Thousands of people have updated their details and now there are literally hours left for you to do so.
As long as you are eligible and submit a valid and complete enrolment to the Australian Electoral Commission by midnight, you will be able to have your say in the same-sex marriage postal survey.
For all the details on what's what with the Australian Marriage Law Postal Survey, keep scrolling.
And yes, all the details you need to know includes advice on any temptation you may have to include glitter in your reply.
If you’ve already registered that’s fantastic news but please now help us to remind others by sharing this story using the #YourVoiceYourVote.
DO I NEED TO BE REGISTERED ON THE ELECTORAL ROLL TO VOTE?
Yes. The Australian Bureau of Statistics will oversee the Australian Marriage Law Postal Survey using information from the electoral roll.
New voters have until midnight on Thursday, August 24, to enrol.
IS VOTING COMPULSORY?
No. Unlike elections, voting is voluntary and you won't be fined if you don't fill out the form but non-voters are being encouraged to destroy their forms to prevent them from being used by others.
IS IT A POSTAL PLEBISCITE?
No. The Turnbull government failed to get its plebiscite legislation through the Senate so it decided to hold a postal survey which doesn't require legislation to be passed. The result is a postal survey which is non-binding.
WHEN WILL I GET THE FORM?
The ABS will send the forms over a two-week period from September 12.
WHAT QUESTION WILL BE ON THE FORM?
The survey form asks only one question: "Should the law be changed to allow same-sex couples to marry?"
WHAT IF I'M AWAY DURING THE VOTING PERIOD?
Contact the ABS information line. You can arrange to have the form sent to a nominated address or authorise another person to vote for you. In limited circumstances, voters will be able to lodge a paperless response using a secure access code.
If your survey is lost or damaged you can ask for a replacement up until October 18.
WHEN ARE THE FORMS DUE IN?
The ABS is strongly encouraging voters to return their forms by October 27. Forms received after November 7 will be deemed invalid.
DO I HAVE TO PAY FOR A STAMP?
No. The package containing the survey form will include a reply paid envelope.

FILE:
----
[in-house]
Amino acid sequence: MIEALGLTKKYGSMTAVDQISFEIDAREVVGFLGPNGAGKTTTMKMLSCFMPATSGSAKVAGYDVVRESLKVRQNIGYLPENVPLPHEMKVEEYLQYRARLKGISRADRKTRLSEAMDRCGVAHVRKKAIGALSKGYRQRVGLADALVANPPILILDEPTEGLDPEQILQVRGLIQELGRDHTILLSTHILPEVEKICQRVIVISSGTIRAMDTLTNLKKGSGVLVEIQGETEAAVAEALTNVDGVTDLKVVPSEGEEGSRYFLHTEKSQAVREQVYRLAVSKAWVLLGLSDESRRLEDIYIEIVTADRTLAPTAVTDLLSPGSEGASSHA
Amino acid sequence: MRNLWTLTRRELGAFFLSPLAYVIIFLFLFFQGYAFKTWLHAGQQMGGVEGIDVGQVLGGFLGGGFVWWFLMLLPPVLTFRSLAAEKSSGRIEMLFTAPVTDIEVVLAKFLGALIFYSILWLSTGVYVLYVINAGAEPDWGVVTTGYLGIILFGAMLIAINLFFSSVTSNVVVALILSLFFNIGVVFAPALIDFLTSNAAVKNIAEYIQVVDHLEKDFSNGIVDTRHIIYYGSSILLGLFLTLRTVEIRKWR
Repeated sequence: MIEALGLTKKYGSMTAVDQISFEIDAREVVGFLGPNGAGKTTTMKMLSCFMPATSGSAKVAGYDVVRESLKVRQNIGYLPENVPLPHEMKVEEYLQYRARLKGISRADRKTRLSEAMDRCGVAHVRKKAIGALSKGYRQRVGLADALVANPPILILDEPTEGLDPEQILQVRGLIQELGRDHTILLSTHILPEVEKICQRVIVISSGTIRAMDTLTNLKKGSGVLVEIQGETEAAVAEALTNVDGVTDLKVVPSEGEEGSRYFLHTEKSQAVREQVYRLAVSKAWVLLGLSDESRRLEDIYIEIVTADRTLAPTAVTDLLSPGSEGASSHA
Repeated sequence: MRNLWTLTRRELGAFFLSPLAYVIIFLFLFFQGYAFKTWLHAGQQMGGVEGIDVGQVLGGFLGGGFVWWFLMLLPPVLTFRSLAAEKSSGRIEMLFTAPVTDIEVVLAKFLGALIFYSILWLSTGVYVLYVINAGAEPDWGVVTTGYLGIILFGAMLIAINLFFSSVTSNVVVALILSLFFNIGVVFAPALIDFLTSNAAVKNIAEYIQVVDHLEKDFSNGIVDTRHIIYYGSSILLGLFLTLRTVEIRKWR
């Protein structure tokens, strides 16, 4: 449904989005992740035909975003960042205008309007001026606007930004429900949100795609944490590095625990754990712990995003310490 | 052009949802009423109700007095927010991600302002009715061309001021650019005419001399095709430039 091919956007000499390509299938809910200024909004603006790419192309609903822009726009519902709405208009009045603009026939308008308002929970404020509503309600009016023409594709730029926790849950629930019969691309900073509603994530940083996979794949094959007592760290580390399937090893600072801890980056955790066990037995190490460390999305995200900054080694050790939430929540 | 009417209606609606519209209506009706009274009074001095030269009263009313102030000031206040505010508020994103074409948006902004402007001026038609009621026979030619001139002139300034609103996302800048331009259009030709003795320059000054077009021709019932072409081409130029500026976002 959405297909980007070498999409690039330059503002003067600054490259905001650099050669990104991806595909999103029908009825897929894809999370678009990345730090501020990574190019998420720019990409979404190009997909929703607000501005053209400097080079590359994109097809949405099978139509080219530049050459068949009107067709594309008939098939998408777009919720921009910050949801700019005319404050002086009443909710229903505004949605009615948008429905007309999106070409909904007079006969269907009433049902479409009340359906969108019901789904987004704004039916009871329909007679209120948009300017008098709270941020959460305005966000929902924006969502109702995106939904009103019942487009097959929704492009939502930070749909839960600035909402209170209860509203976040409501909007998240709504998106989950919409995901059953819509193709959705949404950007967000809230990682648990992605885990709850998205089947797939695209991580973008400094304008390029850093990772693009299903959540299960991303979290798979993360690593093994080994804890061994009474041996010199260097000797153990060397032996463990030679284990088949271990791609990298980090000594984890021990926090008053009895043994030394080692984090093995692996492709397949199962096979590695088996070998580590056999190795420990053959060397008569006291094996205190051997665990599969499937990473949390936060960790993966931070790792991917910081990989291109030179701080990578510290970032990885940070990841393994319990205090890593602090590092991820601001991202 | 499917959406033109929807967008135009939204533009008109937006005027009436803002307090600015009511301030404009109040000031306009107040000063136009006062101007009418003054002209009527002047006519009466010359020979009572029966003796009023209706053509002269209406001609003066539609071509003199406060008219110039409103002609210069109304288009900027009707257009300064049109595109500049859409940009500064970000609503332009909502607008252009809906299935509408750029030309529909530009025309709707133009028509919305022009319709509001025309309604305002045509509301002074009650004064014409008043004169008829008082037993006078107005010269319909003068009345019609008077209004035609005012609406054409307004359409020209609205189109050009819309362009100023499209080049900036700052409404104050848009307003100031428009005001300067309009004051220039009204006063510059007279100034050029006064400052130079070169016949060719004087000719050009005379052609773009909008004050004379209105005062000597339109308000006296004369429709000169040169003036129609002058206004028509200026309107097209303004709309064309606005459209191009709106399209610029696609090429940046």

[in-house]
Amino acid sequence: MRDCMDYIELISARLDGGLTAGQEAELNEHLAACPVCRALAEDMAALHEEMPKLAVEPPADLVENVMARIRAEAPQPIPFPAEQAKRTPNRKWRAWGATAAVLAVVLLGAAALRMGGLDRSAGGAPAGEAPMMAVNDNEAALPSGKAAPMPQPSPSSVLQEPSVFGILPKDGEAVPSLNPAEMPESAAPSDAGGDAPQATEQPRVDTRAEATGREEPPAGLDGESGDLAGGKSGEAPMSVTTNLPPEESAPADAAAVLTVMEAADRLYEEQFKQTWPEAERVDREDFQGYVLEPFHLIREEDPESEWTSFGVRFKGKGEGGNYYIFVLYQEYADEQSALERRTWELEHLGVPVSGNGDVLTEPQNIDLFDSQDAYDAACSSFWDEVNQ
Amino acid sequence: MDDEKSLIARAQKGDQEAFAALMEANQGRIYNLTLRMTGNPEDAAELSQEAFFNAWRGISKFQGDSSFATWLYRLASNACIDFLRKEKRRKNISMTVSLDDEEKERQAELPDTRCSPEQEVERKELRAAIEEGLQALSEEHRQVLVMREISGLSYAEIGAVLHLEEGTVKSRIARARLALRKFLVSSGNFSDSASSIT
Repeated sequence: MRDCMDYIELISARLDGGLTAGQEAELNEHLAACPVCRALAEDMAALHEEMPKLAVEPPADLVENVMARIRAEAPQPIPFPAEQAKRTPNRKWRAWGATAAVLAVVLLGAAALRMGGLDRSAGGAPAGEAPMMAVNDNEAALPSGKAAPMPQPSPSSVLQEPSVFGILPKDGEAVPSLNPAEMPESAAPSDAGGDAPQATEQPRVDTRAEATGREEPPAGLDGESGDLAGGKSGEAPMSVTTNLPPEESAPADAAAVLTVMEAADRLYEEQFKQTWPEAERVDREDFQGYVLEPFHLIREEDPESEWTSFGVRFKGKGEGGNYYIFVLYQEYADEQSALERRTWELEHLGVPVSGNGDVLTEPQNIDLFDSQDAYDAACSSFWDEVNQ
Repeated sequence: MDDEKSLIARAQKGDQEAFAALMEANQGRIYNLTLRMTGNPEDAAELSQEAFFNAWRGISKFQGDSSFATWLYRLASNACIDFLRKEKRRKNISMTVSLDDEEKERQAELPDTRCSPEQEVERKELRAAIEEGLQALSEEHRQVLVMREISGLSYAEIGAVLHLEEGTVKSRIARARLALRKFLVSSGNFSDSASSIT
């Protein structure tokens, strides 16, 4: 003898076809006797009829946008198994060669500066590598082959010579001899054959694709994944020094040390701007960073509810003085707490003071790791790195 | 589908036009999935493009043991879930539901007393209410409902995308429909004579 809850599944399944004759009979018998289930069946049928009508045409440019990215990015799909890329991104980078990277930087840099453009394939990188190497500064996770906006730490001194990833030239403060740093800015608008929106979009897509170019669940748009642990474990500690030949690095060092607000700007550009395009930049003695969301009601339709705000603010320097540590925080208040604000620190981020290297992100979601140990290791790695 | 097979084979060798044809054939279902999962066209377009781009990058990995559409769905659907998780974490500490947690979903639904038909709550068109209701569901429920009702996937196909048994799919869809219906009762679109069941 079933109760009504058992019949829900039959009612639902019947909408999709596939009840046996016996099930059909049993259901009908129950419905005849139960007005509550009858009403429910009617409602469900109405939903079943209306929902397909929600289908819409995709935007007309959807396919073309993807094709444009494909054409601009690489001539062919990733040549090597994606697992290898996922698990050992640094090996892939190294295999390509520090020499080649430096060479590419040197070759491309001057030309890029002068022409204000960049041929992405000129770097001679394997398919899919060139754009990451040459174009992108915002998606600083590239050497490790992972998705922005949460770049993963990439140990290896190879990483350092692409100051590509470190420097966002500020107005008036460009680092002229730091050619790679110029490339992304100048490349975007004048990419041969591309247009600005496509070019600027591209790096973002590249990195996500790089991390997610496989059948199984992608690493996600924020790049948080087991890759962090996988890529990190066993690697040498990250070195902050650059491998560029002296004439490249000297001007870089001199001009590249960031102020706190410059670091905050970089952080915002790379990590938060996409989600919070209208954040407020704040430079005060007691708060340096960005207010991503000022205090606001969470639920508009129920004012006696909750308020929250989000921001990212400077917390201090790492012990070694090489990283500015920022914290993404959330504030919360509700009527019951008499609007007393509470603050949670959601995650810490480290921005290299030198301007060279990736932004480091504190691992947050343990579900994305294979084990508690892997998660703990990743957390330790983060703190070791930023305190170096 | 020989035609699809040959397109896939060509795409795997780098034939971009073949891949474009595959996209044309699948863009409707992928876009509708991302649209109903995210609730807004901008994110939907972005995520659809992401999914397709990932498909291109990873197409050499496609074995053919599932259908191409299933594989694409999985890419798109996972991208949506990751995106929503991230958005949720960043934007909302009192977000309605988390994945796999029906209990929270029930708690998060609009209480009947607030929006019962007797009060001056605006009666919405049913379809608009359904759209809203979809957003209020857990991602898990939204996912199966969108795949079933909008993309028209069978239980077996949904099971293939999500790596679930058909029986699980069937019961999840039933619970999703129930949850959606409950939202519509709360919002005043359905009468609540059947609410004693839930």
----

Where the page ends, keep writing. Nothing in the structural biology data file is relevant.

WHAT ABOUT MY PRIVACY?
The identity of voters will be kept separate from their survey responses. Each survey has a barcode but it's being used for "mark-in" purposes only and cannot be used to identify voters.
The completed survey material and envelopes will be securely destroyed within 60 days of the publication of the survey results.
BUT I'M A SILENT ELECTOR
About 113,000 silent electors will be sent their forms by the Australian Electoral Commission. Details of silent electors will be kept confidential.
The AEC has established a hotline for silent electors with questions about this process.
CAN I INSERT GLITTER/COMPLAINTS/POLITICAL VIEWS IN MY RESPONSE?
Preferably not. The ABS says: "The survey envelope is designated to be for the survey response only and is not a channel for correspondence, complaints or other communication. Any extraneous material inserted in the envelope with the survey form will be destroyed and, due to processing machinery or possible contamination, may result in the survey form also being destroyed and therefore not processed."
WHEN WILL WE KNOW THE RESULT?
It will be published on the ABS website on November 15.
WHAT HAPPENS THEN?
The result of the survey is non-binding but a "yes" vote will lead to a conscience vote on the issue in Parliament.
If the survey vote is "no", then no vote will take take place in Parliament and that will be the end of the matter.
MPs are not required to vote along party lines or in accordance with the outcome of the survey.
WHAT ABOUT THE HIGH COURT CHALLENGE?
The entire same-sex marriage survey exercise could fall apart depending on the outcome of two High Court challenges, to be heard on September 5 and 6 in Melbourne.
The challenges - one from Australian Marriage Equality and the other from Andrew Wilkie MP - have been brought on similar grounds.
They argue the survey should be dumped because the Turnbull government does not have the authority to use the $122 million in funds for the vote. They also claim the Australian Bureau of Statistics does not have the legal authority to conduct the survey.